howtogeek at May 11th, 2013 10:27 — #1
Originally published at: http://www.howtogeek.com/161562/how-to-enable-two-step-authentication-for-increased-security-on-windows-8-and-the-web/
Microsoft recently rolled out two-factor authentication for Windows Live accounts, and here’s how to enable it.
lee_mason0323 at May 11th, 2013 23:59 — #2
Two-step authentication: something everybody should enable.
And I have to point this out, but that's the old Microsoft logo isn't it?
2noob2btrue at May 12th, 2013 17:45 — #4
If you need bank account quality security on your email account then it's time for some diversification. Stop tying everything to one account.
basic at May 13th, 2013 17:15 — #5
@2noob2bTrue I don't think it's that big a hassle to setup this safeguard, considering it only comes up when a new connection is established. It's kindof like how I drive a crappy car, but I still lock the doors. Not that you NEED it, but it's a lot less work than dealing with a potentially compromised account.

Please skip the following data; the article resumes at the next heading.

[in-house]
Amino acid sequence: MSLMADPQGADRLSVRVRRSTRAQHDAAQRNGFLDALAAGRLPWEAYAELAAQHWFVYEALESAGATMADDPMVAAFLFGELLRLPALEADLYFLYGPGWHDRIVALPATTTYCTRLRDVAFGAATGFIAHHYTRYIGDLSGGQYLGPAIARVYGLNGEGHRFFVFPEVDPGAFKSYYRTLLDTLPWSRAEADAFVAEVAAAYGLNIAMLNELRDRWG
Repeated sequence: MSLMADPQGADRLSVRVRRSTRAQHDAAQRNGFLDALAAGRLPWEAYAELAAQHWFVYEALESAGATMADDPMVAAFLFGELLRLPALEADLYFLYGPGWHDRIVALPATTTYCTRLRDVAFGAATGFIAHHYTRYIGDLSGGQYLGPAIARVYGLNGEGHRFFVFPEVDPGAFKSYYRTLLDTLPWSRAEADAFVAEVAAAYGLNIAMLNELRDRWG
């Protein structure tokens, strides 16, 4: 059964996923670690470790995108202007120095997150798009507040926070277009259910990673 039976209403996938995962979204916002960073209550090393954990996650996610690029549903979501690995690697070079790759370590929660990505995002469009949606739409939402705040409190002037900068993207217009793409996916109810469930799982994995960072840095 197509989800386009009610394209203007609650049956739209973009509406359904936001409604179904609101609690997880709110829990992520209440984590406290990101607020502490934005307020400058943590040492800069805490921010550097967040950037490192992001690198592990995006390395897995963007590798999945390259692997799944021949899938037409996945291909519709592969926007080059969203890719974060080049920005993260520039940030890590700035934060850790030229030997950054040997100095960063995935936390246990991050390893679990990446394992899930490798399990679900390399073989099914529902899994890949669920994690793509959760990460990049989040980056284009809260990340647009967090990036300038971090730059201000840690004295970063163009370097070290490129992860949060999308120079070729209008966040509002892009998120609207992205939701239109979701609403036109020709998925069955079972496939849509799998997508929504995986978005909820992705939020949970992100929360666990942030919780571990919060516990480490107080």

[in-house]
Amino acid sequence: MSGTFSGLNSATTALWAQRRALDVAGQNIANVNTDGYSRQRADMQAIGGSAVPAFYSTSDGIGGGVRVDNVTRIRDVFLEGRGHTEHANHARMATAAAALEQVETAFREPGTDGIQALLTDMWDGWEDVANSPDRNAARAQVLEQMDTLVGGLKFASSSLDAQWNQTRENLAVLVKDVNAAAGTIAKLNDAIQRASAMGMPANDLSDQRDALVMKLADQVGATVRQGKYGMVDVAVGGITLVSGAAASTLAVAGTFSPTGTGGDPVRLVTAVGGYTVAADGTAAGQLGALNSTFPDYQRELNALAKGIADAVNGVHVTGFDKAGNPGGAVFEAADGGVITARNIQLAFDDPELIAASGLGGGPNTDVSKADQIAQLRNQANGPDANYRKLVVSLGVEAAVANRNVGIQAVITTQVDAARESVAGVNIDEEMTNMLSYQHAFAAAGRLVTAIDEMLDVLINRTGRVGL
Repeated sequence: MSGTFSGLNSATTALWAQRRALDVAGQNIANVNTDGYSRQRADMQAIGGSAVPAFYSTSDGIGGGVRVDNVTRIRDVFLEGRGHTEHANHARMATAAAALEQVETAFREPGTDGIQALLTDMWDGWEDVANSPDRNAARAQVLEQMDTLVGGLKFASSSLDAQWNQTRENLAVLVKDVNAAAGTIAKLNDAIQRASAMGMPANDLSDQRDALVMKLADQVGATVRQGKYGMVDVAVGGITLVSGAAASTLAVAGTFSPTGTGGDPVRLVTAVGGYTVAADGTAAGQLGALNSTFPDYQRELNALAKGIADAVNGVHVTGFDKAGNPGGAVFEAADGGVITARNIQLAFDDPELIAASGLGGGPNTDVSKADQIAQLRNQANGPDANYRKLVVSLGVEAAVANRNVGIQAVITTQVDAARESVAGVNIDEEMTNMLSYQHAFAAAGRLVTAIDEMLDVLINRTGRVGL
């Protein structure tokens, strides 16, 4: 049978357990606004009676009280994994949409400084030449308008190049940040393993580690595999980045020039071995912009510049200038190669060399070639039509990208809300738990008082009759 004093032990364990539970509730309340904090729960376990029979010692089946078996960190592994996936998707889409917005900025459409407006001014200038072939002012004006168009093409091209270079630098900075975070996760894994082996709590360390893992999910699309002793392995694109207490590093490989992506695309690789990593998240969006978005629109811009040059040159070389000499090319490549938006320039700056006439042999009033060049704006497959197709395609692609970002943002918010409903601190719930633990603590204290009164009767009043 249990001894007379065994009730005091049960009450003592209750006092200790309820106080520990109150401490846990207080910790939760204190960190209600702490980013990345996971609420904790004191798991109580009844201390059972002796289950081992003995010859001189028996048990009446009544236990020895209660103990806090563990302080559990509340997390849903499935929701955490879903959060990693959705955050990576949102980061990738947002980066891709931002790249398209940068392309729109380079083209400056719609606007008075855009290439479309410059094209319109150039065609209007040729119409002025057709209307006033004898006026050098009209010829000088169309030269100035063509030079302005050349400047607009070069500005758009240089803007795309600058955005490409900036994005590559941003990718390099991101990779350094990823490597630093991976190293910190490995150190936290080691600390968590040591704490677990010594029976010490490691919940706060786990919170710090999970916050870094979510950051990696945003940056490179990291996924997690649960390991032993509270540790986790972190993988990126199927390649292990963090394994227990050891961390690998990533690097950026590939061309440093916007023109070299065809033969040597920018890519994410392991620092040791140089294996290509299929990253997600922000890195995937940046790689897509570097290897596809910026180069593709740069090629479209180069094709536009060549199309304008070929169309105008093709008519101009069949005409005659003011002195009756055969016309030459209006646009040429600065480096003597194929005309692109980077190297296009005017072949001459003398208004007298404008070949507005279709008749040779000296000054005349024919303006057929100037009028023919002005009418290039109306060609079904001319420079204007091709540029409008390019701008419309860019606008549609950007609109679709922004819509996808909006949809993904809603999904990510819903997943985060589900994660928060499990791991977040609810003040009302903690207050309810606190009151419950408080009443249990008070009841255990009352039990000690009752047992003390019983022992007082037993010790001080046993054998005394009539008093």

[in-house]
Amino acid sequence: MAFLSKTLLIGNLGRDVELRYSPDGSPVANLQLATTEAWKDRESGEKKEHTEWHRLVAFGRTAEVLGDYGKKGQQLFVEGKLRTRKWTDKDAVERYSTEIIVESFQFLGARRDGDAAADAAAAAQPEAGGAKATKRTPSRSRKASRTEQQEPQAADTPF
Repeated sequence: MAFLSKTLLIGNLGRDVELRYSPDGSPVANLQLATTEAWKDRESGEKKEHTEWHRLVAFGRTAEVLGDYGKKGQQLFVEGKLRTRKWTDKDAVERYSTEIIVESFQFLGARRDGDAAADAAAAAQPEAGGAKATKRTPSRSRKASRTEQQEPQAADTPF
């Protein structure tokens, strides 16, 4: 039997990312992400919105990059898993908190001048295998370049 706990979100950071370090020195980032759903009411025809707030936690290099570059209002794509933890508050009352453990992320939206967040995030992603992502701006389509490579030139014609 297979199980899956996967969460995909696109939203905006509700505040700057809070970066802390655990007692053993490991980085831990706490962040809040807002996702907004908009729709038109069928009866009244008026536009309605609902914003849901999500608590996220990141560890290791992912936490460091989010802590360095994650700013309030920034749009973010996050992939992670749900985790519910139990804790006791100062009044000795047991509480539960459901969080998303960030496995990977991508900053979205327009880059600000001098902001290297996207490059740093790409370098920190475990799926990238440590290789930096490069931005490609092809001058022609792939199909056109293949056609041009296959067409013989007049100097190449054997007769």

2noob2btrue at June 10th, 2013 19:02 — #6
That's not quite what I meant, what I'm trying to say (using your analogy) is when you put all your belongings inside your car you need more complicated security measures to achieve the same level of safety. Instead of storing everything in one account(car), diversify, use additional accounts for redundant security.
basic at June 14th, 2013 13:10 — #7
Thanks for the clarification. We all know that the associated e-mail accounts are now mandatory for notification and password reset purposes; they can act as a backdoor into your interests (gaming, social media, etc) and well being (financial, medical, etc). To keep this analogy going (begrudgingly), having a fleet of cars, each with its own set of keys, seems like a lot more work, and less safe overall.